Roberto Carrillo is a principal at the San Diego County Office of Education’s Juvenile Court and Community Schools.
Definitely supports in English, acquisition of English. Definitely want to introducing them to the arts. The visual arts and the performing arts. And also give them the opportunity to start expressing themselves through written formats, giving them a basic understanding of the English language.
Carrillo says about 13 teachers from districts all over San Diego have volunteered to work with the migrant students.
Just writing, poetry, that’s all focused on just giving them the opportunity to have that outlet. I don’t know their individual stories but I can imagine it can be a lot of difficulties.. They’ve experienced many difficulties for the reasons why they’re here.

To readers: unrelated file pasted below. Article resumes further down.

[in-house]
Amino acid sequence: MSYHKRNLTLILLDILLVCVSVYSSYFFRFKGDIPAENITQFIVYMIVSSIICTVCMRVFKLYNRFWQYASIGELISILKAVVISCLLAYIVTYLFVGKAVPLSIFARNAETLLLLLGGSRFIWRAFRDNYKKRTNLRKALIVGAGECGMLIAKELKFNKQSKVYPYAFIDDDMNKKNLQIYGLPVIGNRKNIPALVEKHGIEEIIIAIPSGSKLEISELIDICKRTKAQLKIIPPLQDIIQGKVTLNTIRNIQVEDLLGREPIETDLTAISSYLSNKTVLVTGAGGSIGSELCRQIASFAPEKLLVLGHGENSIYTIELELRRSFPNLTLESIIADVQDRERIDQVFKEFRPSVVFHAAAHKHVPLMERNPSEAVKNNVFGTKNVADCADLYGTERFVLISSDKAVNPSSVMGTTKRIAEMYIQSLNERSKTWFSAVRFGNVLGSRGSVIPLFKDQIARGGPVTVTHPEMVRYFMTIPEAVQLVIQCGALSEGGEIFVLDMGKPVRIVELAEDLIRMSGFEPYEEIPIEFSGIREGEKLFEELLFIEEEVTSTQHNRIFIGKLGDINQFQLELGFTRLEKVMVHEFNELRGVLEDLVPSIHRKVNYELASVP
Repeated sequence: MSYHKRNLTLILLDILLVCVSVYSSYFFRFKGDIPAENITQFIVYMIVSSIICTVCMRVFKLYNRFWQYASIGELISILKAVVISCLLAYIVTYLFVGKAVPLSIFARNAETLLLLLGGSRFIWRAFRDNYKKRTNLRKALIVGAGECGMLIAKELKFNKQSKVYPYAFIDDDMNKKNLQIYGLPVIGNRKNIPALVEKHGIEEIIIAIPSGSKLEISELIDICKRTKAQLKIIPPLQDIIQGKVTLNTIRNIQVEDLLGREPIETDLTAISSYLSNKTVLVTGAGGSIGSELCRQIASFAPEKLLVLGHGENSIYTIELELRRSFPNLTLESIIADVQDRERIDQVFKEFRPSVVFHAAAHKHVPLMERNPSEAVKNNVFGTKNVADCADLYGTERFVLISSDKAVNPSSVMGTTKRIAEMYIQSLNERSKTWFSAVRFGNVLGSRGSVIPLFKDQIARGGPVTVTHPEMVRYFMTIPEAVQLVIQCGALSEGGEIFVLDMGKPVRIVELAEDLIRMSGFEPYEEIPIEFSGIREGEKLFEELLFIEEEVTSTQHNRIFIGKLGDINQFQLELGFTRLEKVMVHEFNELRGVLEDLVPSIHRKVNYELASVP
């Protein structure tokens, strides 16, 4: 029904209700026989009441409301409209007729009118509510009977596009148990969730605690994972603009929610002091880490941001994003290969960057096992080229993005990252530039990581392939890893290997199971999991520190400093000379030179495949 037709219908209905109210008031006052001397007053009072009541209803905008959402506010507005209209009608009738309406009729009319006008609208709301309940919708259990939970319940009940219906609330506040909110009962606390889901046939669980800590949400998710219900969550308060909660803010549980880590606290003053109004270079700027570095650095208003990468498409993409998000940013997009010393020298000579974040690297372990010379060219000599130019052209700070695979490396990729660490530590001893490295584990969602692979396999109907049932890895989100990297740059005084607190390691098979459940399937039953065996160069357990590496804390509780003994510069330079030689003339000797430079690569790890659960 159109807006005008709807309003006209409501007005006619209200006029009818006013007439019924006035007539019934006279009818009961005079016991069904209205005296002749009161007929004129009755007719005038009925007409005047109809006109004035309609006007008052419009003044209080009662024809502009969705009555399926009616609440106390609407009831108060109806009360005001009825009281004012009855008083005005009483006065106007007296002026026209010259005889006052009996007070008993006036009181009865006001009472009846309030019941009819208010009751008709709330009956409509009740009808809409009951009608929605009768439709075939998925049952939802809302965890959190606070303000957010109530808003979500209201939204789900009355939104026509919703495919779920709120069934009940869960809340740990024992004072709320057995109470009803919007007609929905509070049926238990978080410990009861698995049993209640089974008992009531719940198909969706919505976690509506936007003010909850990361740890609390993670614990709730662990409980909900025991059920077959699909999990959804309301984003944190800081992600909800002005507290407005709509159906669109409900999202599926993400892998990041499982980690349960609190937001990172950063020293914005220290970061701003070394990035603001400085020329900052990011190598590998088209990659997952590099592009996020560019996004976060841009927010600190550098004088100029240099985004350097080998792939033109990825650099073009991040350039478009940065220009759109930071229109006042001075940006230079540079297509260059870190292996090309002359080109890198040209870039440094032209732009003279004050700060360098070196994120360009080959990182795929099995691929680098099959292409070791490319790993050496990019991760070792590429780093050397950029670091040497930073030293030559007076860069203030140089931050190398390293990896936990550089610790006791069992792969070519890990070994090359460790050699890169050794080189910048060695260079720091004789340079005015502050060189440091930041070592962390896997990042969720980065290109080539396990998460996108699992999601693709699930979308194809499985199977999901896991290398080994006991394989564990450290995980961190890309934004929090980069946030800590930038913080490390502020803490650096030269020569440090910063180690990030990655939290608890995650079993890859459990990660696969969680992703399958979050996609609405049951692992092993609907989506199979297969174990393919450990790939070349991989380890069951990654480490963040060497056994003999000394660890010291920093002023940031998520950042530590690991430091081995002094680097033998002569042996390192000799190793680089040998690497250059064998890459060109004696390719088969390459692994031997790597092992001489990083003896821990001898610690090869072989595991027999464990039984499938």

Instruction will start as soon as Tuesday, once the youth have all arrived and settled in.
Young people just got here and they’re still arriving from what I understand, so it gives us an opportunity to put everything together. So when we’re ready to go, we hit the ground running and provide the best possible program that we can for them.
Carrillo says community members who want to support these educational efforts should contact South Bay Community Services or the San Diego County Office of Education.

And that was KPBS Education reporter Joe Hong.

Bay Area Assemblymember Rob Bonta, a Filipino American, was named California’s new Attorney General last week. As CapRadio’s Sarah Mizes-Tan reports, many see Bonta as a bridge between the Asian American and Pacific Islander community and law enforcement.